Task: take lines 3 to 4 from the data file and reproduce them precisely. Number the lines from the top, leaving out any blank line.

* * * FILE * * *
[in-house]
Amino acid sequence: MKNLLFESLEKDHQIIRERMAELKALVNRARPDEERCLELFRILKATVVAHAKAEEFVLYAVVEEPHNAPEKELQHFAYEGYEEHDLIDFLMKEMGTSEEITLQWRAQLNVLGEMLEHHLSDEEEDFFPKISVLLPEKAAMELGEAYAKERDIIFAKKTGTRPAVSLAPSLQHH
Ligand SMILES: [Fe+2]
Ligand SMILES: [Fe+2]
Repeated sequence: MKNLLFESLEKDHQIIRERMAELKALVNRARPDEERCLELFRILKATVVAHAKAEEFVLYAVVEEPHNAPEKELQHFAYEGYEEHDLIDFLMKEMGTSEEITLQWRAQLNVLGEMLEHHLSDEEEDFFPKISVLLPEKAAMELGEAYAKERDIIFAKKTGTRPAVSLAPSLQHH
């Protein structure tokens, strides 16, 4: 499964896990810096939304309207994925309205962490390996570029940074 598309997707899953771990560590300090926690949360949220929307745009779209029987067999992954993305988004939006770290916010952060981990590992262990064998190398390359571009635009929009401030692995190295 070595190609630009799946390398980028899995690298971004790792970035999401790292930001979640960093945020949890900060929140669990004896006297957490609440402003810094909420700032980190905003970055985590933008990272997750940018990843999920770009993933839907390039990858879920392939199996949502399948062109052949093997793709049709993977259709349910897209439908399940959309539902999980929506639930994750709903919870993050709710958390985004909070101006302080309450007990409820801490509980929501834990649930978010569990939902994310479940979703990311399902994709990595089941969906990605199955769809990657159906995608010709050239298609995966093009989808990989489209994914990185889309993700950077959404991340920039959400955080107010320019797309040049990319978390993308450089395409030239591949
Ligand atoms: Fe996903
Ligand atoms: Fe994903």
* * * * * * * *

Ligand SMILES: [Fe+2]
Ligand SMILES: [Fe+2]